Having taken the demand risk out of the project, though, the Mersey Gateway team were left with the question of how to incentivise private sector performance over the life of the contract. The answer was the creation of a second, concurrent contract creating a Demand Management Participation Authority (DMPA), involving both Halton and the private contractor. This organisation will include the marketing, toll-setting and collation expertise of the private bidder, says Swindell. Under this contract, the private sector will be responsible not only for the availability of the new road, but also that of the existing Jubilee Bridge – which will also be tolled.

And further, the contractor’s performance will be measured on journey times. Rather than installing traditional toll plazas, the bridges will use the latest technology to capture vehicle data, both ensuring tolls can be charged without impacting the driving experience, and enabling the authority to monitor how quickly vehicles are getting across.

It is this innovation that seems to most excite those working on the project. “We go to the ultimate output, because the availability payment is based on time,” says Swindell. “If traffic is flowing at more than 40mph then the private provider gets paid, but if not it will get paid less.”

“The cunning thing about this contract is that we’re concentrating the demand risk question in the equity, by separating it from the contract, and isolating the debt from exposure to the demand risk,” adds Threlfall.

New horizons
Such an innovative approach is certainly something that could be developed more widely by the government. It might even be possible to imagine the Highways Agency paying the private sector on the basis of how fast traffic is flowing on its major routes, thus potentially providing the impetus to tackle pinch-points around the country.

Despite the experience of the nearby M6 toll, where traffic volumes have steadily declined as motorists refuse to pay the extra rather than queue on an existing route, Nicholson suggests such an approach could be used to build relief roads on some of the worst stretches.

“High-value trips will be willing to pay the tolls,” he says. “For example, one of our biggest supporters is [haulage giant Eddie] Stobart. Transport will see the economic benefit of reliability.”

Others are not convinced, though, and suggest the only way the tolling regime being planned in Halton could be replicated away from crossings would be through tolling the entire major road network.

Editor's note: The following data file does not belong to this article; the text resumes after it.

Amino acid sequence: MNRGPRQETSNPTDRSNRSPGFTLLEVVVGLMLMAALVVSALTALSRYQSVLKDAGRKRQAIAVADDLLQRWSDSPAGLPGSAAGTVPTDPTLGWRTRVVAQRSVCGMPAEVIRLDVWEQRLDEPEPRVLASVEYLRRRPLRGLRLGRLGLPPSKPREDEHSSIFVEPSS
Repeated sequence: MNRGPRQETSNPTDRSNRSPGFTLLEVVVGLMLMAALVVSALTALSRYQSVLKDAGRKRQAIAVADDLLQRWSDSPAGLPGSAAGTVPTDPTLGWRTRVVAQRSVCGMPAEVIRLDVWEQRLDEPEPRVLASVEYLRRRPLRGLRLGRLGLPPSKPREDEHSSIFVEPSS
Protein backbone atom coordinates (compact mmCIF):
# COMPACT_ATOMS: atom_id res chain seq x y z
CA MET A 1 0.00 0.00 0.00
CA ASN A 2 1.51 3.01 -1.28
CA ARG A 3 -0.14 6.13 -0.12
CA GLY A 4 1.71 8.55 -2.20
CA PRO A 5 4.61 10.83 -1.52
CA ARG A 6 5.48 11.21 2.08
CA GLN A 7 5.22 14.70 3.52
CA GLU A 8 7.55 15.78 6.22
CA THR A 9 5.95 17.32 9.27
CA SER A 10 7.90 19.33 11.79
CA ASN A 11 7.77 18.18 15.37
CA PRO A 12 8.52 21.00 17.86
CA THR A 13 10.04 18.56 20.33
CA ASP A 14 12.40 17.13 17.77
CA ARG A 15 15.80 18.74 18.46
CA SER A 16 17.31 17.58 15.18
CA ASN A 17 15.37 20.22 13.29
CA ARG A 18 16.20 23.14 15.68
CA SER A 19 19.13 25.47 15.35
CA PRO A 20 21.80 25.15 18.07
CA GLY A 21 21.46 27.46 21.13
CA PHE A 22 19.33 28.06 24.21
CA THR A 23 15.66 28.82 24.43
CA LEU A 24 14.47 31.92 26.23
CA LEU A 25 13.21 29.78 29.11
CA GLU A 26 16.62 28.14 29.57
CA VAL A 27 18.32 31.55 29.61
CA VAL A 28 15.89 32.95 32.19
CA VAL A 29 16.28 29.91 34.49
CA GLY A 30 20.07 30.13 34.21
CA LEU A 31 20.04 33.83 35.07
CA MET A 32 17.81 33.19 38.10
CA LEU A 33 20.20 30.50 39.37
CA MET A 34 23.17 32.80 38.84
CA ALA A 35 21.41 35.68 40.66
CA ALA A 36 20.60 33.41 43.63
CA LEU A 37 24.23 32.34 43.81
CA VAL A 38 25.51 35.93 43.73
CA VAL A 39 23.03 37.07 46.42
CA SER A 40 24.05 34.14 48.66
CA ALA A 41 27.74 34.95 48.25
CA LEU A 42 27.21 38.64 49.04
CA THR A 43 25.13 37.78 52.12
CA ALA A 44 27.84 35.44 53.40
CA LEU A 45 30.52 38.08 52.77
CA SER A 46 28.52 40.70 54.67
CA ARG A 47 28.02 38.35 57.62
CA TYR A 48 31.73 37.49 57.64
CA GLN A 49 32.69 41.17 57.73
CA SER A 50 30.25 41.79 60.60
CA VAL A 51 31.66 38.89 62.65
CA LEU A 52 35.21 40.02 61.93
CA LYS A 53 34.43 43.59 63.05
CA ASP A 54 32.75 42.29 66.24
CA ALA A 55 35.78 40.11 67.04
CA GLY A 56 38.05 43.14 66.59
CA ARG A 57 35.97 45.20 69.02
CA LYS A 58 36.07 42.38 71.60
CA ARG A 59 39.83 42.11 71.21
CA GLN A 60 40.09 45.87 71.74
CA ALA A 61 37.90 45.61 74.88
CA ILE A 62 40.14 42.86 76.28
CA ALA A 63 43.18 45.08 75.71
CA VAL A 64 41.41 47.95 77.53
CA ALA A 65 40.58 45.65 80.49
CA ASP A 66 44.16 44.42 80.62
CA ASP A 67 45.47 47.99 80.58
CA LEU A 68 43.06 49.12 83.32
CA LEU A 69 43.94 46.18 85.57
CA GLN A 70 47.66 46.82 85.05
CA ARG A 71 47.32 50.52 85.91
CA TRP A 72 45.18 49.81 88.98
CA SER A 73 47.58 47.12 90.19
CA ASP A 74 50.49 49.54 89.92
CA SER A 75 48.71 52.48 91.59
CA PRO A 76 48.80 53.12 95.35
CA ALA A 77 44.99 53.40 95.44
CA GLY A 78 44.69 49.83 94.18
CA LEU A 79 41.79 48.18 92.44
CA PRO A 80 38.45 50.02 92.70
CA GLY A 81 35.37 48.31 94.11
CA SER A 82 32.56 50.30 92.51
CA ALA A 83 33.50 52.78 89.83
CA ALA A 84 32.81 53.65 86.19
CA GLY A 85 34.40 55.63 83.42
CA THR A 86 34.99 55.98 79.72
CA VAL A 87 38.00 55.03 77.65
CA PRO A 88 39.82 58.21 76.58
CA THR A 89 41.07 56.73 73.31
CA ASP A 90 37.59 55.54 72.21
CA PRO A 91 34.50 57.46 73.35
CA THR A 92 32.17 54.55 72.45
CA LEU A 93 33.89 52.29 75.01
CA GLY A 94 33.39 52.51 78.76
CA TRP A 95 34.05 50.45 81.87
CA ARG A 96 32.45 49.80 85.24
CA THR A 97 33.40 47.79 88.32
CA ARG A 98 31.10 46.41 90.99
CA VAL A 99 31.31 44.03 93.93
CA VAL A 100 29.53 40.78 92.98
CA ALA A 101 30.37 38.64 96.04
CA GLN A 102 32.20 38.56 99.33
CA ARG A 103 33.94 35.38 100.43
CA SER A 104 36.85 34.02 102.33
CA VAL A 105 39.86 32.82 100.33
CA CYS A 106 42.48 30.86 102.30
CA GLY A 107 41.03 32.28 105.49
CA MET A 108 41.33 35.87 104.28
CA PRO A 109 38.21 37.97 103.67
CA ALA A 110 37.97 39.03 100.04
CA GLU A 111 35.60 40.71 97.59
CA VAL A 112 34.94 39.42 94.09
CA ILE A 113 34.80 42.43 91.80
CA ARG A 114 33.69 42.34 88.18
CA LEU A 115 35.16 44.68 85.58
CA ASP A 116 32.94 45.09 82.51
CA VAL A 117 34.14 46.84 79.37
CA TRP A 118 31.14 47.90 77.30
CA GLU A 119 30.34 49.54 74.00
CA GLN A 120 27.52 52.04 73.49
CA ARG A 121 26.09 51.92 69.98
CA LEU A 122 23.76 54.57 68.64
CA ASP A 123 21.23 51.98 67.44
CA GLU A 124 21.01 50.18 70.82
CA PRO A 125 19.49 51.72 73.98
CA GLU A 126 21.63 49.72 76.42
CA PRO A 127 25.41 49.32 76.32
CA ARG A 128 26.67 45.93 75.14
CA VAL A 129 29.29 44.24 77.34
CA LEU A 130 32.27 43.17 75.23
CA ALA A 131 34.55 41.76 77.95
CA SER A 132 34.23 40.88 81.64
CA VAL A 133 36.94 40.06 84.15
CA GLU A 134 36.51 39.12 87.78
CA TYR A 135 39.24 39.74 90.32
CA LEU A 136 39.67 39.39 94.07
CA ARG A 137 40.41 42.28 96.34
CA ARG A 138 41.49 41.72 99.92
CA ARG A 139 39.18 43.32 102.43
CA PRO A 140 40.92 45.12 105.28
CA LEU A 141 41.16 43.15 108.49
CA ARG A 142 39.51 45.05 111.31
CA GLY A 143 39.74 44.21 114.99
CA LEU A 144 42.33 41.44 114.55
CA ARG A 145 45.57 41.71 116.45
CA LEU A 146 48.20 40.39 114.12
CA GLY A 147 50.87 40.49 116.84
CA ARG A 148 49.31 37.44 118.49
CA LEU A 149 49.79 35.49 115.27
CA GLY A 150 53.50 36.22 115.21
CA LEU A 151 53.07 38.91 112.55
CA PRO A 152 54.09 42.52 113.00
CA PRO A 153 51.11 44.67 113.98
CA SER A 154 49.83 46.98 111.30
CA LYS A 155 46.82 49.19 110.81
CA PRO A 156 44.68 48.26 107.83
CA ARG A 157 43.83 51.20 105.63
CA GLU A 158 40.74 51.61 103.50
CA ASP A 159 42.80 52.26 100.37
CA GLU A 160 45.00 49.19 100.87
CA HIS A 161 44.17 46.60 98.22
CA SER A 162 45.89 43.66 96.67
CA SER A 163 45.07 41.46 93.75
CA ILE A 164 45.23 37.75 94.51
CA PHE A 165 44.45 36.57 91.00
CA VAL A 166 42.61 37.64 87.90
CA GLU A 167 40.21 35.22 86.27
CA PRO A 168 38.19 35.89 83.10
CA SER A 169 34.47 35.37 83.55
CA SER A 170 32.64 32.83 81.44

“In my opinion, there is an inevitability that we will see road pricing across the country in the future,” says one expert. “A lot of the government’s policy plans don’t make sense without it.”

Indeed, the fact the Mersey project has been allowed to toll the existing bridge has been a vital concession from the transport department, ensuring that a free alternative route is not realistically available.

Earlier this year, Prime Minister David Cameron insisted tolls would not be applied to existing roads. But ministers have already announced proposals to toll part of the existing A14 to fund improvement work. Scott Wilson, associate director at consultancy LeighFisher, suggests the government’s policy has been extended to include an existing road when a new road has been built parallel to it.

“The proposal looks innovative,” he continues, “but the key will be how attractive the new parallel local roads will be compared to the tolled existing route for through traffic.”

But Wilson remains unsure whether the Mersey example is exportable to great swathes of other projects across the country. “Looking at the projects that have been deferred by the Highways Agency because of a lack of funding, I struggle to find any that fit the definition of being a bypass of pinch-points that could be easily tolled, beyond the A14 and Dartford Crossing.”

Small changes, big potential

Beyond the big changes being developed as the Mersey Gateway is progressed, the scheme is also coming up with smaller innovations that may prove just as important to future deals.

“We are well aware of [Cabinet minister] Francis Maude’s direction of not using Competitive Dialogue if you can help it,” says Swindell. “We have had to use it because this project has so many innovative elements. But we have been careful to make it as fast and cheap as possible.” He points to the number of dialogue sessions being carried out by the team: five instead of the more usual 10. Nicholson, too, is keen to stress the pared down nature of the bidding process, with the authority immediately choosing a shortlist of three bidders rather than the usual five or more.

“We had many more than three consortia applying to be prequalified,” he says. Another key aspect to the prolonged success of the project will be the DMPA itself, which will see the Mersey Gateway Crossing Board established to be the counterparty to the PPP contract.

“The infrastructure is being accompanied by structural change,” says Nicholson. “It’s also helping the market to be able to look and see a counterparty on the public side.”

Whether it is the funding mechanism, the financing solution, or something else, it seems inevitable that the Mersey Gateway will play an important role in the review of road financing being undertaken by the Department for Transport and Treasury.

“The government is getting infrastructure for 25% of its full cost thanks to the tolls,” Nicholson continues. “It means its roads strategy will go a lot further. Projects like this, which mean the government gets more for less, will be inevitable.

“Whether it is a template for the future, time will tell, but it will certainly provide plenty of direction.”

This page was last updated on:
7 November 2012.